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181st Street (IRT Broadway – Seventh Avenue Line)

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Title: 181st Street (IRT Broadway – Seventh Avenue Line)  
Author: World Heritage Encyclopedia
Language: English
Subject: IRT Broadway – Seventh Avenue Line, NYCS stations navbox/sandbox, NYCS stations navbox, Elevator operator, New York City Subway stations in Manhattan
Publisher: World Heritage Encyclopedia

181st Street (IRT Broadway – Seventh Avenue Line)

181st Street
New York City Subway rapid transit station
Southern half of the platforms currently under renovation after the 2009 ceiling collapse
Station statistics
Address West 181st Street & Saint Nicholas Avenue
New York, NY 10033
Borough Manhattan
Locale Washington Heights
Division A (IRT)
Line       IRT Broadway – Seventh Avenue Line
Services       1 all times (all times)
Transit connections Bus transport NYCT Bus: M3, Bx3, Bx11, Bx13, Bx35, Bx36
GWB Bus Station (at 179 St)
Structure Underground
Depth 120 feet (37 m)
Platforms 2 side platforms
Tracks 2
Other information
Opened March 16, 1906 (1906-03-16)
Passengers (2014) 3,751,020[1] 3.9%
Rank 138 out of 421
Station succession
Next north 191st Street: 1 all times
Next south 168th Street: 1 all times

181st Street Subway Station (IRT)
MPS New York City Subway System MPS
NRHP Reference # 05000224[2]
Added to NRHP March 30, 2005

181st Street is a local station on the IRT Broadway – Seventh Avenue Line of the New York City Subway. Located at the intersection of St. Nicholas Avenue and 181st Street in Washington Heights, Manhattan, it is served by the 1 train at all times.


  • Station layout 1
  • Ceiling collapse 2
  • References 3
  • External links 4

Station layout

G Street level Exit/Entrance
(Elevators in mezzanine. Note: Platforms and street level are not accessible)
M Mezzanine Fare control, station agent
Platform level
Side platform, doors open on the right
Northbound toward Van Cortlandt Park – 242nd Street (191st Street)
Southbound toward South Ferry (168th Street)
Side platform, doors open on the right

This station is 120 feet (37 m) below the surface, has four elevators, and a bridge connecting the two George Washington Bridge.

The station was added to the National Register of Historic Places in 2005.[2] As part of the Multiple Property Submission of the Historic Resources of the New York City Subway System, the 181st Street Station is significant in the areas of transportation, community planning, engineering, and architectural design.

The elevators to the platforms still utilize elevator operators, one of the only stations in the system to do so.[3]

Ceiling collapse

Station view before the 2009 ceiling collapse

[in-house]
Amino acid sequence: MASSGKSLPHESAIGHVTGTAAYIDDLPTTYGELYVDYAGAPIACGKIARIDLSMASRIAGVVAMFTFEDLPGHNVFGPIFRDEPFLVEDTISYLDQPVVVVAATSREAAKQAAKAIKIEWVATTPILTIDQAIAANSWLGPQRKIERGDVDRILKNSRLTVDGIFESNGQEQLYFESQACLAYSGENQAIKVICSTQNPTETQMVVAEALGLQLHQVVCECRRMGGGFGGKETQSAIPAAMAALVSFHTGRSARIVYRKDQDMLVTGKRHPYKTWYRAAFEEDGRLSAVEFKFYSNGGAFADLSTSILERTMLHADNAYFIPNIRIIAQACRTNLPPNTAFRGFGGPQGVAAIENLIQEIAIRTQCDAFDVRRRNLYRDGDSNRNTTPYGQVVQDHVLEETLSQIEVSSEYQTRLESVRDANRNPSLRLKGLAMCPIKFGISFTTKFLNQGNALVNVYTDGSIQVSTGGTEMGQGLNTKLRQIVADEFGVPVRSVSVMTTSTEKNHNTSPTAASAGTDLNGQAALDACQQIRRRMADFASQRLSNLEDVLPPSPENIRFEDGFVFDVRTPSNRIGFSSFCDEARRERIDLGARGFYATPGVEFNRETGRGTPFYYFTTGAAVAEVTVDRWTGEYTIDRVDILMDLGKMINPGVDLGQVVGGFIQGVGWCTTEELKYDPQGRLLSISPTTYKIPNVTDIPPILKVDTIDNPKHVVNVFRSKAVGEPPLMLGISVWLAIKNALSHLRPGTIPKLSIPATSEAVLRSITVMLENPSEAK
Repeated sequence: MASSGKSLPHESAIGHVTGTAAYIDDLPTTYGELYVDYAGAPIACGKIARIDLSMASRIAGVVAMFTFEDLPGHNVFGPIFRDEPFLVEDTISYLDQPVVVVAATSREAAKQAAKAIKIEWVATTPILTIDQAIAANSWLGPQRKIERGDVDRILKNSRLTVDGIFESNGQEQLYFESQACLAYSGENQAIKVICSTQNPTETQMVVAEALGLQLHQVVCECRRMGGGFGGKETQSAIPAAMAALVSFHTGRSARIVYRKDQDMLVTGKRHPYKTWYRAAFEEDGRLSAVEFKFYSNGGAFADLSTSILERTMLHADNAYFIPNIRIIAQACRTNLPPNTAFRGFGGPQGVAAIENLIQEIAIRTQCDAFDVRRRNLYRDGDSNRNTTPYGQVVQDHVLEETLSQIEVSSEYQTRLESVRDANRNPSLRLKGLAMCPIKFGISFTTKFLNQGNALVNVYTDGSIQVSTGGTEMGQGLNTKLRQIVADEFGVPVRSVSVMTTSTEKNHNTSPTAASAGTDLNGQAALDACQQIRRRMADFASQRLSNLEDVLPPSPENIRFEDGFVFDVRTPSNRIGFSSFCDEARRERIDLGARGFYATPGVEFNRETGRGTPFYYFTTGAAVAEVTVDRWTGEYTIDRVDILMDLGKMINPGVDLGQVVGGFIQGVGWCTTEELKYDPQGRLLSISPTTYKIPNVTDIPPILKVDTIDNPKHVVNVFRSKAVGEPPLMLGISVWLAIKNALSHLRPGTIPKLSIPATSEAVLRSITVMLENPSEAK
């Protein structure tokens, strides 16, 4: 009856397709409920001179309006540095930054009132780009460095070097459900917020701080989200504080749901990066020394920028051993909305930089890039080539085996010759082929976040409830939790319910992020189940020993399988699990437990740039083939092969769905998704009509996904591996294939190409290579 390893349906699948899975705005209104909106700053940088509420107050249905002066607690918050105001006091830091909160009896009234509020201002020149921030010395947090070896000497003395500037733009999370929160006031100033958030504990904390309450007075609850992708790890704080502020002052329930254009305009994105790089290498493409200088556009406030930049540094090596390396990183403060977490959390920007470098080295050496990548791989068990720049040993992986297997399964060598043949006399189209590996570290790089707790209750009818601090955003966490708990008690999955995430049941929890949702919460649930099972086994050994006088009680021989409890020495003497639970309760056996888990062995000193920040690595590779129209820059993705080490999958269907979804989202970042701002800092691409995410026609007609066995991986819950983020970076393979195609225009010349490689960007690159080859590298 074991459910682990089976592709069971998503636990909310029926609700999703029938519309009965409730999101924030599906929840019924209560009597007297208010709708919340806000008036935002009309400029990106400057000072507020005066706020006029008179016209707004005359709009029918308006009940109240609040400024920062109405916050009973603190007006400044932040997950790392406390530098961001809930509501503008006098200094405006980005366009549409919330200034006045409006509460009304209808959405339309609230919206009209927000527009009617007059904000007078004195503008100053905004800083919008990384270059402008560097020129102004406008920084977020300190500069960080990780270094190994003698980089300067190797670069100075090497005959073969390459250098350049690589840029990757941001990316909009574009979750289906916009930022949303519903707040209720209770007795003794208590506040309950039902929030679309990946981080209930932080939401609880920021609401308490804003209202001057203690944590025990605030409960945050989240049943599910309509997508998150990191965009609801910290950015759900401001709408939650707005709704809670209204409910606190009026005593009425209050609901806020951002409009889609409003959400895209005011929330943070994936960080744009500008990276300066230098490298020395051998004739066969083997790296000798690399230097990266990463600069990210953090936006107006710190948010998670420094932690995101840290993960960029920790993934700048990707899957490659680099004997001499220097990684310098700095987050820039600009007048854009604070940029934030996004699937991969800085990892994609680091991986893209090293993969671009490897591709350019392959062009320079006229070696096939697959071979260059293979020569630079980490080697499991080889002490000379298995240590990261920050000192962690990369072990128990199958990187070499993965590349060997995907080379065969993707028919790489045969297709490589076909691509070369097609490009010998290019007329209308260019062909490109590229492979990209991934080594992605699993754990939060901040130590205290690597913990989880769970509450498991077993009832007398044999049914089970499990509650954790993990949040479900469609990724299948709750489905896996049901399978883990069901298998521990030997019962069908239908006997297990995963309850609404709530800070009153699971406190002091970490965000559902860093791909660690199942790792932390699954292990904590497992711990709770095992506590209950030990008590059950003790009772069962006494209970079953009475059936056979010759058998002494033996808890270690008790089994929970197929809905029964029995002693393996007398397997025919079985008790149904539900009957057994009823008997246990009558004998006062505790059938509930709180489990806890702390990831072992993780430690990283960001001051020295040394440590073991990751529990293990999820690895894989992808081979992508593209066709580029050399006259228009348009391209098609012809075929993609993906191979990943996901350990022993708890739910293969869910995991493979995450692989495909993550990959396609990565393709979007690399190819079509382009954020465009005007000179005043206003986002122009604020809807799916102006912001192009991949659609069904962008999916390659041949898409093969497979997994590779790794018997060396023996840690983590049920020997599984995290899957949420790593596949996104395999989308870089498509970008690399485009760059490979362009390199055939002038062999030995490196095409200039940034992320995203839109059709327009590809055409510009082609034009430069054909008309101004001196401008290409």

On August 16, 2009, at around 10:30 pm, a 25-foot section of the bricks lining the roof of the station collapsed onto both uptown and downtown tracks and platforms. It fell from the 35 foot high curved ceiling. Nobody was injured at the time of the incident. This caused suspension of the 1 service between 168th Street and Dyckman Street stations in both directions for eight days. The MTA was providing free shuttle bus service between 168th Street and Dyckman for that period. The cause of the collapse is under investigation.[4][5] Full end-to-end service on the 1 was restored on August 24, 2009, except that trains were skipping the 181st Street station.[5] The station reopened to passengers on August 31, 2009.[6][7]

There was also a partial ceiling collapse at the same station in 2007, according to Judith M. Kunoff, Chief Architect for the NYC Transit Authority.[8]

According to NY1, the repairs to the station cost $30 million and did not start until the end of 2012.[9]


  1. ^ "Facts and Figures: Annual Subway Ridership". Metropolitan Transportation Authority. Retrieved 2015-04-22. 
  2. ^ a b "NPS Focus". National Register of Historic Places.  
  3. ^ The Subway’s Elevator Operators, a Reassuring Amenity of Another Era. By MICHAEL M. GRYNBAUM. Published: April 28, 2011. The New York Times.
  4. ^ "Subway station repairs to take days".  
  5. ^ a b Grynbaum, Michael M. (August 24, 2009). "Service on No. 1 Subway Line Is Largely Restored". The New York Times. Retrieved August 24, 2009. 
  6. ^ "No. 1 Line Service Restored to 181st Street".  
  7. ^ "Subway Misery Has Express Stop At 181st Street".  
  8. ^ Dwyer, Jim (August 18, 2009). "Subway Station Ceilings Were Built to Last, but Not Forever". The New York Times. Retrieved August 24, 2009. 
  9. ^ Redwine, Tina (October 11, 2011). "Washington Heights Straphangers Annoyed At Long-Delayed Subway Station Repairs".  

External links

  •—IRT West Side Line: 181st Street
  • Station Reporter – 1 Train
  • The Subway Nut – 181st Street Pictures
  • NRHP designation
  • NRHP photos of station
  • 181st Street entrance from Google Maps Street View
  • St. Nicholas Avenue entrance from Google Maps Street View
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